Roberto Cantoral

Roberto Cantoral García (7 June 1935 – 7 August 2010) was a Mexican composer, singer and songwriter. He was known for composing a string of hit Mexican songs, including "El Triste", "Al Final", "La Barca" and "El Reloj" The Sociedad de Autores y Compositores de México (English: Society of Authors and Composers of Mexico) estimated that "La Barca" and "El Reloj" have been recorded over 1,000 times by other artists like Plácido Domingo, Gualberto Castro, José José, Luis Miguel, Joan Báez and Linda Ronstadt. In 2009, he won the Latin Grammy Trustee Award. Iconos, which was released by Marc Anthony in 2010, featured "El Triste".

Sofia Boutella

Sofia Boutella (Arabic: صوفيا بوتلة‎; born April 3, 1982) is a French-Algerian dancer, model and actress. Boutella has starred as Gazelle in Kingsman: The Secret Service (2014), an alien warrior named Jaylah in Star Trek Beyond (2016), and the main antagonist, Princess Ahmanet, in Universal's Dark Universe film The Mummy (2017). Also in 2017, she starred alongside Charlize Theron in Atomic Blonde, the film adaptation of the graphic novel The Coldest City, as undercover French agent Delphine Lasalle.

Tarzan and Jane (musical)

Tarzan and Jane - The Musical is an Israeli musical that generally follows the plot described in the Edgar Rice Burroughs' novel Tarzan. The musical was presented in theaters across the country in 2004.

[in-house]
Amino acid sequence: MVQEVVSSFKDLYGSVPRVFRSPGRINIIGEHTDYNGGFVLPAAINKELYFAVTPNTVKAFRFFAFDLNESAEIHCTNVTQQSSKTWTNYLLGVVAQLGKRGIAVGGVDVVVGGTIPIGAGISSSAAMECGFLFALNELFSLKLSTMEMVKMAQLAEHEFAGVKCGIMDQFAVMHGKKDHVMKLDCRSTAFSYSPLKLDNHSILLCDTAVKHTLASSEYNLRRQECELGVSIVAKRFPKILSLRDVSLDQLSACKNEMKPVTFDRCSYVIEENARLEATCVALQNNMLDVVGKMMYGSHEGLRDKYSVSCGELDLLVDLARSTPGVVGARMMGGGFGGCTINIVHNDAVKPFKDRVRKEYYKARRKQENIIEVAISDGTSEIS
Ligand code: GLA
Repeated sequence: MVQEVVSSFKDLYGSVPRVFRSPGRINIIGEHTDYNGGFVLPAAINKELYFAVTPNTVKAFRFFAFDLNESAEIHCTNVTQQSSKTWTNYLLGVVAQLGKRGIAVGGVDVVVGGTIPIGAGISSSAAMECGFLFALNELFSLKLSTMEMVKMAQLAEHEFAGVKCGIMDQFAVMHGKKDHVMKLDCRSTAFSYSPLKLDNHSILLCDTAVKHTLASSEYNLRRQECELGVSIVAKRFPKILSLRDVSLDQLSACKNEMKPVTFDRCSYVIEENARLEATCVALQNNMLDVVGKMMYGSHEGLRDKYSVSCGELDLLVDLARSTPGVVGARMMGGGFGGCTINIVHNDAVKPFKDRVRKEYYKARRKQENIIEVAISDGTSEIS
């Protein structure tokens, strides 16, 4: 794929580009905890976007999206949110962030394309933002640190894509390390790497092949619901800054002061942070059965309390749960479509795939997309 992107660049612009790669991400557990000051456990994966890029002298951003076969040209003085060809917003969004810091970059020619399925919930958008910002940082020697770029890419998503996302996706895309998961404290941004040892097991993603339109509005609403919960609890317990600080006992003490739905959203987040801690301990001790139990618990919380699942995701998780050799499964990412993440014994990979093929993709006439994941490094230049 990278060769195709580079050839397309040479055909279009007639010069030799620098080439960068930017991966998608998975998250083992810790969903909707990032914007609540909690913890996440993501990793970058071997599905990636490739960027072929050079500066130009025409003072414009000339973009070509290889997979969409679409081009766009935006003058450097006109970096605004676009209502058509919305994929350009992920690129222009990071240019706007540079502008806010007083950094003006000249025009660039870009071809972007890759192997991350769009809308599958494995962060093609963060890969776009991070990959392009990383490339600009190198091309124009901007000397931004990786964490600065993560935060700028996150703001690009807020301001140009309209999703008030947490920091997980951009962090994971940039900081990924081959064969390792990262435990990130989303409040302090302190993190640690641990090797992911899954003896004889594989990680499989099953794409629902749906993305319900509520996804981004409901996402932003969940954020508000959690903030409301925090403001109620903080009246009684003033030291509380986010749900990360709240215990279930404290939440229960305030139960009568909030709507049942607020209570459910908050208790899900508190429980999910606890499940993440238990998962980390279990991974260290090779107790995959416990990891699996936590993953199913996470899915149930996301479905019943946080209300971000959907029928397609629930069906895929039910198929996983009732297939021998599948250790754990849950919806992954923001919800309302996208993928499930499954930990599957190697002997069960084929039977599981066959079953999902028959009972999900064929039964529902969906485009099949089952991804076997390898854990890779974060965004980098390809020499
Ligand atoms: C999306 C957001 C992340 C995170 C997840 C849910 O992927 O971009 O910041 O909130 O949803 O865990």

The children's play was produced by Tamir Productions (טמיר הפקות), directed by Hanoch Rosen, written by Efraim Sidon, costumed by These Kolesnik, was performed in the Hebrew language, and ran for 62 minutes.

This is one of four musicals by Tamir Productions, along with Speed and Magic Wheels, Peter Pan, the award-winning The Jungle Book (Hebrew Wikipedia article).


Vienne (French pronunciation: ​[vjɛn]) is a department in the French region of Nouvelle-Aquitaine. It takes its name from the river Vienne.

Walloon Brabant

Walloon Brabant (French: Brabant wallon, Dutch: Waals-Brabant , Walloon: Roman Payis) is a province of Wallonia and Belgium. It borders on (clockwise from the North) the province of Flemish Brabant (Flemish Region) and the provinces of Liège, Namur and Hainaut (Wallonia). Its capital is Wavre.

The provincial population was recorded at 347,423 in January 1999, giving a population density of 318 inhabitants / km².

Z (TV channel)

Z is a Canadian French language Category A specialty channel owned by Bell Media. Z focuses on programming primarily from the science fiction, fantasy, and technology genres consisting of dramas, films, and documentaries.